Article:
More than half of voters support the government’s proposal to cut access to paid parental leave for parents who have access to employer-funded scheme, but younger voters differ markedly from their elders on the subject, this week’s Essential Report shows.
According to the poll, 55% of voters back the government’s plan to end “double dipping”, while 32% oppose it. However, 45% of under-35s oppose cutting back access, compared to 40% who support it. In contrast, 56% of voters 35 and over approve, and 73% of over-55s. Men support the cuts more than women, 57% to 52%, while Greens voters are the only voting intention group to oppose them, 57% to 33%.
Essential also asked respondents about how much they feel respected by different organisations or people. Only 33% of people believe they get a “lot” or “some” respect from the federal government, compared to 82% who say they get some or a lot of respect from their employer. Even 65% of people say they get some or a lot of respect from their bank.
But men were much more likely to say they receive “a lot of respect” from the opposite sex — 31% to 17%, while women were much more likely to say they receive “not much” or “no” respect from men: 24% compared to 9% of men.
And the sensitivity surrounding gun laws in recent weeks has been underscored by the fact that just 6% of voters think current gun laws are too tough, compared to 44% who think they’re too soft and 45% who think they’re about right, demonstrating how badly out of touch firearms obsessives like NSW Senator David Leyonhjelm are on the issue. The most likely to say that firearms laws are not strong enough are Coalition voters (49%). The results are virtually identical to mid-2015, suggesting voters are fairly fixed in their views.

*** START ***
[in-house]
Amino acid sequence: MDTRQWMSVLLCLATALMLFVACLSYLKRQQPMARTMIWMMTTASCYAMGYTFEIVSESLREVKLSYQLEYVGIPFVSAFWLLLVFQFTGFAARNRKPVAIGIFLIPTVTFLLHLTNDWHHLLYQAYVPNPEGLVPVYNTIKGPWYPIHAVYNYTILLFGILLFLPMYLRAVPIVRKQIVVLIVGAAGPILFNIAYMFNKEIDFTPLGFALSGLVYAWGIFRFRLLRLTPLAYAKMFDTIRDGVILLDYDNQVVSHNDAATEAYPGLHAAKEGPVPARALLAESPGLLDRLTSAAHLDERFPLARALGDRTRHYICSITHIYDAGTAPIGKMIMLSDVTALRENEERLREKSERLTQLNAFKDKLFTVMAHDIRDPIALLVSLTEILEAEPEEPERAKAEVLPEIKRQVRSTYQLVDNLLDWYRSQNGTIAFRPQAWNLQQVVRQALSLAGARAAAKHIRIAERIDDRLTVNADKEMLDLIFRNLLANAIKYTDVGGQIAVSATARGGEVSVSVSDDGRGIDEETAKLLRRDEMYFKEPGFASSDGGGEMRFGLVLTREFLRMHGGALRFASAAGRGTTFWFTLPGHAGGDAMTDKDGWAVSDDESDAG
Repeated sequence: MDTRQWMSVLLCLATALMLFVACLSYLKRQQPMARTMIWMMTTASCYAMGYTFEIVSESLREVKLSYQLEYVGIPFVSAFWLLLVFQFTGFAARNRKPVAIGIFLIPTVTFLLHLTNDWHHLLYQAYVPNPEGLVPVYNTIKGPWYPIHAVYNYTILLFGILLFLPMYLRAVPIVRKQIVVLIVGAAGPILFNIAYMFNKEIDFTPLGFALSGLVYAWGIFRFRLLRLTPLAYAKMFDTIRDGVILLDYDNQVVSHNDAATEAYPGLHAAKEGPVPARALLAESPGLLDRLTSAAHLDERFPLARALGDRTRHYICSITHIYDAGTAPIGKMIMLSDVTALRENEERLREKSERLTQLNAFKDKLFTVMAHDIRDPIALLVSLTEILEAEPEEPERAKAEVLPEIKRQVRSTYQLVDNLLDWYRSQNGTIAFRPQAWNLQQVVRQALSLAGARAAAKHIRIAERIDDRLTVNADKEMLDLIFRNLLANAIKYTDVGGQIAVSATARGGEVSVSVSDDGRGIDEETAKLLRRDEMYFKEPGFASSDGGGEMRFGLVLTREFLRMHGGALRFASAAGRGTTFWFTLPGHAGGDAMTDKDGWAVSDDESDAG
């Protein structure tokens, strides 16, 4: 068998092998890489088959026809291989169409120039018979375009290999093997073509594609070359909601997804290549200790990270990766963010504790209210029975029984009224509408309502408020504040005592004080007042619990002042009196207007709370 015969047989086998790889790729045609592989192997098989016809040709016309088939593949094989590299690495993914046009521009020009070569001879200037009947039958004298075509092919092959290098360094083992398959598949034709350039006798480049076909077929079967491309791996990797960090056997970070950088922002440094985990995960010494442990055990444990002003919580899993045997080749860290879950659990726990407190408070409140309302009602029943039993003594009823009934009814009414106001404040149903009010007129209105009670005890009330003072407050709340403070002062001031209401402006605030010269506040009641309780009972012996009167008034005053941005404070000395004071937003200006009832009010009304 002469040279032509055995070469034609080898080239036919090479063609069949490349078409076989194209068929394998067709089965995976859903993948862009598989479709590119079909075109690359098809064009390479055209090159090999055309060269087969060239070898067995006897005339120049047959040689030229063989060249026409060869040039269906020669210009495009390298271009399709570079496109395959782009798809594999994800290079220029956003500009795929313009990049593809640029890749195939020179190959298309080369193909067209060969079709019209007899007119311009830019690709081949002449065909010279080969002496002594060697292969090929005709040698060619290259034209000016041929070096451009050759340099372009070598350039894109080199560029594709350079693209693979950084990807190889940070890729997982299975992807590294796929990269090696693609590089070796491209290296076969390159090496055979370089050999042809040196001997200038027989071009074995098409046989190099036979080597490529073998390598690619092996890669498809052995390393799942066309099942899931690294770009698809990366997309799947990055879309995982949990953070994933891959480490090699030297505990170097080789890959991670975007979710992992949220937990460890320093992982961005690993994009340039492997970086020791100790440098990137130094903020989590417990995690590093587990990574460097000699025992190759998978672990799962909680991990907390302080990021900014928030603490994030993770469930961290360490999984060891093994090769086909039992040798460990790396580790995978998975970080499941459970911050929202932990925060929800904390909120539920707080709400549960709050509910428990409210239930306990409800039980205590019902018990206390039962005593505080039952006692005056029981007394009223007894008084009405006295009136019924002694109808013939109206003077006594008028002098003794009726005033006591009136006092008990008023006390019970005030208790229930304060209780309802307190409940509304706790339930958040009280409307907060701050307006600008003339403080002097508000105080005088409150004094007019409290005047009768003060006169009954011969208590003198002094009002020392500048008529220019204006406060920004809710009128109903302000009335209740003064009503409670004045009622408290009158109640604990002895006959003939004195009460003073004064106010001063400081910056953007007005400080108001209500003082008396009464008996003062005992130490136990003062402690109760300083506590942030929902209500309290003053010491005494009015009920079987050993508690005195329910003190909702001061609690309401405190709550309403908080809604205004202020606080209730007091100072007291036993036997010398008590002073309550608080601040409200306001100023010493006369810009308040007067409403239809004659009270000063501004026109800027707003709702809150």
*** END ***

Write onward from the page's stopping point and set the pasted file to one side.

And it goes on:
And a lot of young people fessed up to borrowing from the bank of mum and dad to buy a home. With even Treasury secretary John Fraser admitting to playing housing lender to his son, 19% of voters say they have borrowed from their parents to buy a home, and another 4% saying they have borrowed from grandparents and 6% other relatives.
And in the wake of yet more sickening footage of Australian animals being mistreated in abattoirs overseas, 44% of Australians support phasing out live exports altogether, compared to 29% who oppose it. Greens voters most strongly support phasing out — 66% — but even Coalition voters back phasing out 38% to 34%, although 50% of all voters agree that “Australia should only export live sheep and cattle to countries which guarantee they will be treated humanely”.
And more than 12 months on from the ouster of Tony Abbott, all voting groups approve of his replacement by Malcolm Turnbull except “other” voters, who disapprove 45%-29% — but overall voters approve 49%-29%, down from 58% in the wake of the event itself in September last year.
On voting intention, little change from last week: the Coalition remains on 38%, Labor on 37%, the Greens on 10% and One Nation on 6%. NXT is down a point to 2%, but the two-party preferred outcome is unchanged, at 52%-48% in favour of Labor.